Emirates stands by Airbus despite delays

Emirates is confident about its A380 order, despite the latest delays announced by aircraft manufacturer Airbus

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Emirates is confident about its A380 order, despite the latest delays announced by aircraft manufacturer Airbus.

The airline, which has ordered 45 of the superjumbos in a deal worth US$13 billion, was expecting its first delivery by the end of this year. However, despite a potential delay of approximately two years, Emirates has decided not to cancel its order and should now receive its first A380 in 2008.

European Aeronautic Defence and Space (EADS), the parent company of Airbus, said in a statement last month that it expected the A380 programme to cut expected cash flow by $8 billion from the previously estimated figure for the period 2006-2010. Part of this was an increase of $1.9 billion in the working capital needed to run the business.

However, due to industrial problems, the aircraft is facing a further two-year delay. Emirates is sending a team of technicians from its engineering department to the Airbus factory in Toulouse, France, to assess whether the revised timings the manufacturer had given for the delayed delivery of its A380s are achievable.

Habib Fekih, Airbus Middle East president, told Aviation Business that the delays andproblems associated with the 550-seater airplane had “brought bad news for Airbus”.

Airbus and EADS looked at the financial and management crisis facing the planemaker and launched a solution, Power Eight, as an “ambitious” cost cutting exercise. Additionally, it appointed Louis Gallois as the third chief executive for Airbus since July 2005.

However, Fekih said that the problems to do with the A380 were not political or technical, but lay with the industrial process to put the wiring in the aircraft for each individual customer.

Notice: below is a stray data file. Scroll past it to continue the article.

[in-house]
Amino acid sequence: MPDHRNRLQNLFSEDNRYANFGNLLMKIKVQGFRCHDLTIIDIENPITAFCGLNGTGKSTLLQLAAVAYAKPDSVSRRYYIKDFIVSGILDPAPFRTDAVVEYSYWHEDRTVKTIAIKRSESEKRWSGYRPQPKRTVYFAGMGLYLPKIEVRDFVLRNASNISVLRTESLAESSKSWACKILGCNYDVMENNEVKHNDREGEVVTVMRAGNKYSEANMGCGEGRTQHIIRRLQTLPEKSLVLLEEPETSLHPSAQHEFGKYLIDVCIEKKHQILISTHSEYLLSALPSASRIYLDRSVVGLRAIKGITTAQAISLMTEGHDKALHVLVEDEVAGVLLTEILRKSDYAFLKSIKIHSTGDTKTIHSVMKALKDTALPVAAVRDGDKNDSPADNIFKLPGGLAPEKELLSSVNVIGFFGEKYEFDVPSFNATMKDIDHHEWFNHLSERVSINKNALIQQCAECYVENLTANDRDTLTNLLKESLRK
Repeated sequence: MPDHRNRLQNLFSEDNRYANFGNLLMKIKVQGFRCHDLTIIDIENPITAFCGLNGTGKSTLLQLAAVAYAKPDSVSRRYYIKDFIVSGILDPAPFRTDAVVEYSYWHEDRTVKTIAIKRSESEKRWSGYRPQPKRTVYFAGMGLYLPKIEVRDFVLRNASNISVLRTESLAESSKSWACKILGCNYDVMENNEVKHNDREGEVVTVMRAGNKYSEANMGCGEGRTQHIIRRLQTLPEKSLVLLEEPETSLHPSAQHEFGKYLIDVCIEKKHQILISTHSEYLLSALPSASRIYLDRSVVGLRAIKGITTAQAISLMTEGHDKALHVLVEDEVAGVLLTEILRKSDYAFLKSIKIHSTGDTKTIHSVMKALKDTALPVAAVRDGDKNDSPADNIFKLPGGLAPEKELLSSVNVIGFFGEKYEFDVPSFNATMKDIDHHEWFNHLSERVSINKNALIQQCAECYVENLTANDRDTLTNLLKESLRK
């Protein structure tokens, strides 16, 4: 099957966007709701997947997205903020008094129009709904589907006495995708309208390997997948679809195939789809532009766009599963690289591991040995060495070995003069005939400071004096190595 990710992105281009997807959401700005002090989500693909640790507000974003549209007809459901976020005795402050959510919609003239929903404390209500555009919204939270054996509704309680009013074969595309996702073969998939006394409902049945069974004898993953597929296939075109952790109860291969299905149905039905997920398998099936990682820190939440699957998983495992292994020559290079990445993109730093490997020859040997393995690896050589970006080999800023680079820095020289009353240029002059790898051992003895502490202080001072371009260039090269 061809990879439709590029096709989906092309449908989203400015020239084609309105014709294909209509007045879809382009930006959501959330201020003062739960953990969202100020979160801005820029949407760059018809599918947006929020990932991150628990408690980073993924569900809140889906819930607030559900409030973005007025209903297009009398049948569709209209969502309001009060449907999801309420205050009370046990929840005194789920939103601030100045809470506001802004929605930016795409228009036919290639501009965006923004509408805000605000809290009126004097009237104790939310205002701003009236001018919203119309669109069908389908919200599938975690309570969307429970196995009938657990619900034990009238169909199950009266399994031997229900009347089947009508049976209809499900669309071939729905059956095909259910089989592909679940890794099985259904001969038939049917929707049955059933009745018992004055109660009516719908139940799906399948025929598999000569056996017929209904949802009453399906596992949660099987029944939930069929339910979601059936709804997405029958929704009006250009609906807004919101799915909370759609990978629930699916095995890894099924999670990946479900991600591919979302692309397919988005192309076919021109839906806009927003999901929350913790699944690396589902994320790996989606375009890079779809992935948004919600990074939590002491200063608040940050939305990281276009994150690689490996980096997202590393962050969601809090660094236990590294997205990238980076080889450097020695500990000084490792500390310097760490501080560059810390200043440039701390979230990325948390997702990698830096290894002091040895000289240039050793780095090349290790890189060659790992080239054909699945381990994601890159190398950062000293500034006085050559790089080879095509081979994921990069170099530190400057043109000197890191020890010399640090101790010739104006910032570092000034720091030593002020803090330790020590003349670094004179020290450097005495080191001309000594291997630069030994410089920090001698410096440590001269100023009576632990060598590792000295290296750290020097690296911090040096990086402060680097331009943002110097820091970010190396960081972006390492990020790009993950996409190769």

The Power Eight programme is an ambitious global restructure to cut costs and streamline the business. The exercise will affect engineering, industrial and communications departments between the different sites scattered all over Europe.

The purpose, assures Fekih, is for Airbus to become more competitive.

“We’re here to stay and we need to do whatever it takes to be leader in the field. We are
streamlining to be competitive.” Tim Clark, Emirates president, said the airline would look into plugging the two-year gap by leasing five to seven.

Boeing 777-300ERs (extended range), although the actual type of aircraft has not yet been decided. “We believe the Airbus A380-800 is a great product, as evidenced by our order for 45 aircraft. Airbus has informed us that they will deliver our first aircraft in August 2008,” he said.

Singapore-based Richard Pinkham, an analyst at the Centre for Asia Pacific Aviation, a specialist aviation consultancy, said the current problem that Airbus is going through would certainly have put a “crimp” in Emirates’ growth plans.

“This will have industry-wide ramifications. When Emirates has 45 A380s zipping around, it’s going to have an effect on everyone’s pricing. The airline was hoping to have 18 in revenue service by August 2008, but now they’re not and that’s going to have a short-term impact on their forward-looking growth,” he said. “As an added headache, Emirates has installed a lot of infrastructure – both human and physical – to accommodate the aircraft that they’re getting much later than they had wanted.”

Pinkham also suggested that Airbus’s troubles would not affect the sales of further A380 or even the redesigned A350 XWB. “The A380 probably wasn’t going to have too many sales before service entry anyway, with Airbus already having reached 150 orders. Airbus wasn’t going to offer bargain pricing, so airlines would probably have waited to see how the aircraft performed before hopping aboard,” he said.

Fekih also scotched rumours that the A350XWB would be ditched, saying: “Announcing the A350 in the midst of the delays doesn’t make sense and it will have no impact.”

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